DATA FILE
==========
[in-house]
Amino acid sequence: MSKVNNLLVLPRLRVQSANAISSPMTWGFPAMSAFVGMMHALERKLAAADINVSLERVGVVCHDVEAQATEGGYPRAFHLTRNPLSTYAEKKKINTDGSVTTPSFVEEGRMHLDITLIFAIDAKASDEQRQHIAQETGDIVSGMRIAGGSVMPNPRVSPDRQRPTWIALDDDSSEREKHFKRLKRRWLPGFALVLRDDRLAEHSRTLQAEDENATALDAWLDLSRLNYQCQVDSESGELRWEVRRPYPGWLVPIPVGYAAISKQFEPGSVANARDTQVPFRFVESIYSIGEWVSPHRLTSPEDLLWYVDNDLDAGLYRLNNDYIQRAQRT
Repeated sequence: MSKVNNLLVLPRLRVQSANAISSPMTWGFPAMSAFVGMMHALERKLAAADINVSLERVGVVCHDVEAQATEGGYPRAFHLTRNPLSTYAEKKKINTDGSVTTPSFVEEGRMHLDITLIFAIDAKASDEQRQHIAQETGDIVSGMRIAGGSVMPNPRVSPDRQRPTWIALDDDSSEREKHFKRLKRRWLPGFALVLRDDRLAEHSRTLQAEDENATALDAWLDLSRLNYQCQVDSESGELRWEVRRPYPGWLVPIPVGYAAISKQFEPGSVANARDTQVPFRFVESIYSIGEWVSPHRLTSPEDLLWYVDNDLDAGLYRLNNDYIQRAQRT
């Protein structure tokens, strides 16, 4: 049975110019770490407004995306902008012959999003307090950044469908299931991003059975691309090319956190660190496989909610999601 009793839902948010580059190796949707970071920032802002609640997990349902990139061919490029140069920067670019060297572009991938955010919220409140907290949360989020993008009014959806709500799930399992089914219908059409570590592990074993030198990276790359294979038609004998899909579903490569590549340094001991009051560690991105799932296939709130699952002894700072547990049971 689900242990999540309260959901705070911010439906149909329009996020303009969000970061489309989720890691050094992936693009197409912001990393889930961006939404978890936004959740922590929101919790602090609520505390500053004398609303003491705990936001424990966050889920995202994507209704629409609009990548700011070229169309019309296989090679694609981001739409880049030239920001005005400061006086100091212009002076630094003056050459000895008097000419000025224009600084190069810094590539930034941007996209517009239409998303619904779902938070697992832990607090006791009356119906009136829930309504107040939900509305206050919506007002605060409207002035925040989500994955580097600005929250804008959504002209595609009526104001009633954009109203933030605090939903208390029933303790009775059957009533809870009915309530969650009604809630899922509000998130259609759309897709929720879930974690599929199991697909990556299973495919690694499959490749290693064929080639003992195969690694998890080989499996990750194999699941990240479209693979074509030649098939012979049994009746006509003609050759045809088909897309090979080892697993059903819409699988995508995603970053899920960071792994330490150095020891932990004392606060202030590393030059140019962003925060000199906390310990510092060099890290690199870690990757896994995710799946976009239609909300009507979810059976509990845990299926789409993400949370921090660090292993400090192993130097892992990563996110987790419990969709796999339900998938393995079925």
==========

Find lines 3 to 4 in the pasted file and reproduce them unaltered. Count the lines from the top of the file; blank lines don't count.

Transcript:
Repeated sequence: MSKVNNLLVLPRLRVQSANAISSPMTWGFPAMSAFVGMMHALERKLAAADINVSLERVGVVCHDVEAQATEGGYPRAFHLTRNPLSTYAEKKKINTDGSVTTPSFVEEGRMHLDITLIFAIDAKASDEQRQHIAQETGDIVSGMRIAGGSVMPNPRVSPDRQRPTWIALDDDSSEREKHFKRLKRRWLPGFALVLRDDRLAEHSRTLQAEDENATALDAWLDLSRLNYQCQVDSESGELRWEVRRPYPGWLVPIPVGYAAISKQFEPGSVANARDTQVPFRFVESIYSIGEWVSPHRLTSPEDLLWYVDNDLDAGLYRLNNDYIQRAQRT
């Protein structure tokens, strides 16, 4: 049975110019770490407004995306902008012959999003307090950044469908299931991003059975691309090319956190660190496989909610999601 009793839902948010580059190796949707970071920032802002609640997990349902990139061919490029140069920067670019060297572009991938955010919220409140907290949360989020993008009014959806709500799930399992089914219908059409570590592990074993030198990276790359294979038609004998899909579903490569590549340094001991009051560690991105799932296939709130699952002894700072547990049971 689900242990999540309260959901705070911010439906149909329009996020303009969000970061489309989720890691050094992936693009197409912001990393889930961006939404978890936004959740922590929101919790602090609520505390500053004398609303003491705990936001424990966050889920995202994507209704629409609009990548700011070229169309019309296989090679694609981001739409880049030239920001005005400061006086100091212009002076630094003056050459000895008097000419000025224009600084190069810094590539930034941007996209517009239409998303619904779902938070697992832990607090006791009356119906009136829930309504107040939900509305206050919506007002605060409207002035925040989500994955580097600005929250804008959504002209595609009526104001009633954009109203933030605090939903208390029933303790009775059957009533809870009915309530969650009604809630899922509000998130259609759309897709929720879930974690599929199991697909990556299973495919690694499959490749290693064929080639003992195969690694998890080989499996990750194999699941990240479209693979074509030649098939012979049994009746006509003609050759045809088909897309090979080892697993059903819409699988995508995603970053899920960071792994330490150095020891932990004392606060202030590393030059140019962003925060000199906390310990510092060099890290690199870690990757896994995710799946976009239609909300009507979810059976509990845990299926789409993400949370921090660090292993400090192993130097892992990563996110987790419990969709796999339900998938393995079925």